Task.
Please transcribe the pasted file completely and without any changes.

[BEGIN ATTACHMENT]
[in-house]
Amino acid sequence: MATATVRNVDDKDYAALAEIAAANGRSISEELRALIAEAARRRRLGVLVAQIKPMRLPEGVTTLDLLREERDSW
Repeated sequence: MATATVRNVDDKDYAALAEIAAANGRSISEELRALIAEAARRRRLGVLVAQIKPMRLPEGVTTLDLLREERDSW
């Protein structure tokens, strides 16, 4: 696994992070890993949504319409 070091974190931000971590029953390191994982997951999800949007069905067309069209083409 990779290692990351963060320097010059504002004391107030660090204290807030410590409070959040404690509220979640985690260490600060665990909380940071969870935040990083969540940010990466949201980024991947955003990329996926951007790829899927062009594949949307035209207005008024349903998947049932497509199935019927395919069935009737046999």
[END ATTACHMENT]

[in-house]
Amino acid sequence: MATATVRNVDDKDYAALAEIAAANGRSISEELRALIAEAARRRRLGVLVAQIKPMRLPEGVTTLDLLREERDSW
Repeated sequence: MATATVRNVDDKDYAALAEIAAANGRSISEELRALIAEAARRRRLGVLVAQIKPMRLPEGVTTLDLLREERDSW
């Protein structure tokens, strides 16, 4: 696994992070890993949504319409 070091974190931000971590029953390191994982997951999800949007069905067309069209083409 990779290692990351963060320097010059504002004391107030660090204290807030410590409070959040404690509220979640985690260490600060665990909380940071969870935040990083969540940010990466949201980024991947955003990329996926951007790829899927062009594949949307035209207005008024349903998947049932497509199935019927395919069935009737046999």